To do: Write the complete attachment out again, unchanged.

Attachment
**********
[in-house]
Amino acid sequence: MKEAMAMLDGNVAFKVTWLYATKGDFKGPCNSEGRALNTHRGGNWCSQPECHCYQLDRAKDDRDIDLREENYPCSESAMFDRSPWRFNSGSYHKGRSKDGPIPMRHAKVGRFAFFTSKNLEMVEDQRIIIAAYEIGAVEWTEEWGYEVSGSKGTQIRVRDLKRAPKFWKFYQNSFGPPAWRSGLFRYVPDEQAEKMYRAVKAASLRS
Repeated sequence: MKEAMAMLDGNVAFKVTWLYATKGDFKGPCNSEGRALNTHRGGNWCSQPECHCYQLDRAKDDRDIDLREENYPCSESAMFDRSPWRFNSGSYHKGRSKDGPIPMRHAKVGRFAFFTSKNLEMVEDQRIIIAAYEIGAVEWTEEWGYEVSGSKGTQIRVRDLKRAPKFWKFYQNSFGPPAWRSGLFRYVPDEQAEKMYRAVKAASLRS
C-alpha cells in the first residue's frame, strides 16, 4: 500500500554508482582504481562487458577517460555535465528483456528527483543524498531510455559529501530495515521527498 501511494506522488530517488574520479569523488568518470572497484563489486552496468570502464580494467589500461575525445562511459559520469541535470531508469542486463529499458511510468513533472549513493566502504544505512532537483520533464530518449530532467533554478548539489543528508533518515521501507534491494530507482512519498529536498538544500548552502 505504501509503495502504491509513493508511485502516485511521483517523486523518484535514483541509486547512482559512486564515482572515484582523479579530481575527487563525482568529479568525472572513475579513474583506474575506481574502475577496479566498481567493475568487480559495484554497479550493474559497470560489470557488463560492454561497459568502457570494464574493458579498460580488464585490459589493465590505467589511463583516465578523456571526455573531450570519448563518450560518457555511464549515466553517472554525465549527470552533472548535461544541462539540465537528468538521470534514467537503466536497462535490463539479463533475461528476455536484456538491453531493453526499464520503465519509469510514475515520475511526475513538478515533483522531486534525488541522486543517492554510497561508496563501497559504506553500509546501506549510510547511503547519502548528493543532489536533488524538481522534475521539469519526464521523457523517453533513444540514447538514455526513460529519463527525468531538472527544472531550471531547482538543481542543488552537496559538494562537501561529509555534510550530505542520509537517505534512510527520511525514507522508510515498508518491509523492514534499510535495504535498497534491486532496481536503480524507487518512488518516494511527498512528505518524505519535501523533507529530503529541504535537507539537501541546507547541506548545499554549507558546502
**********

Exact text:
[in-house]
Amino acid sequence: MKEAMAMLDGNVAFKVTWLYATKGDFKGPCNSEGRALNTHRGGNWCSQPECHCYQLDRAKDDRDIDLREENYPCSESAMFDRSPWRFNSGSYHKGRSKDGPIPMRHAKVGRFAFFTSKNLEMVEDQRIIIAAYEIGAVEWTEEWGYEVSGSKGTQIRVRDLKRAPKFWKFYQNSFGPPAWRSGLFRYVPDEQAEKMYRAVKAASLRS
Repeated sequence: MKEAMAMLDGNVAFKVTWLYATKGDFKGPCNSEGRALNTHRGGNWCSQPECHCYQLDRAKDDRDIDLREENYPCSESAMFDRSPWRFNSGSYHKGRSKDGPIPMRHAKVGRFAFFTSKNLEMVEDQRIIIAAYEIGAVEWTEEWGYEVSGSKGTQIRVRDLKRAPKFWKFYQNSFGPPAWRSGLFRYVPDEQAEKMYRAVKAASLRS
C-alpha cells in the first residue's frame, strides 16, 4: 500500500554508482582504481562487458577517460555535465528483456528527483543524498531510455559529501530495515521527498 501511494506522488530517488574520479569523488568518470572497484563489486552496468570502464580494467589500461575525445562511459559520469541535470531508469542486463529499458511510468513533472549513493566502504544505512532537483520533464530518449530532467533554478548539489543528508533518515521501507534491494530507482512519498529536498538544500548552502 505504501509503495502504491509513493508511485502516485511521483517523486523518484535514483541509486547512482559512486564515482572515484582523479579530481575527487563525482568529479568525472572513475579513474583506474575506481574502475577496479566498481567493475568487480559495484554497479550493474559497470560489470557488463560492454561497459568502457570494464574493458579498460580488464585490459589493465590505467589511463583516465578523456571526455573531450570519448563518450560518457555511464549515466553517472554525465549527470552533472548535461544541462539540465537528468538521470534514467537503466536497462535490463539479463533475461528476455536484456538491453531493453526499464520503465519509469510514475515520475511526475513538478515533483522531486534525488541522486543517492554510497561508496563501497559504506553500509546501506549510510547511503547519502548528493543532489536533488524538481522534475521539469519526464521523457523517453533513444540514447538514455526513460529519463527525468531538472527544472531550471531547482538543481542543488552537496559538494562537501561529509555534510550530505542520509537517505534512510527520511525514507522508510515498508518491509523492514534499510535495504535498497534491486532496481536503480524507487518512488518516494511527498512528505518524505519535501523533507529530503529541504535537507539537501541546507547541506548545499554549507558546502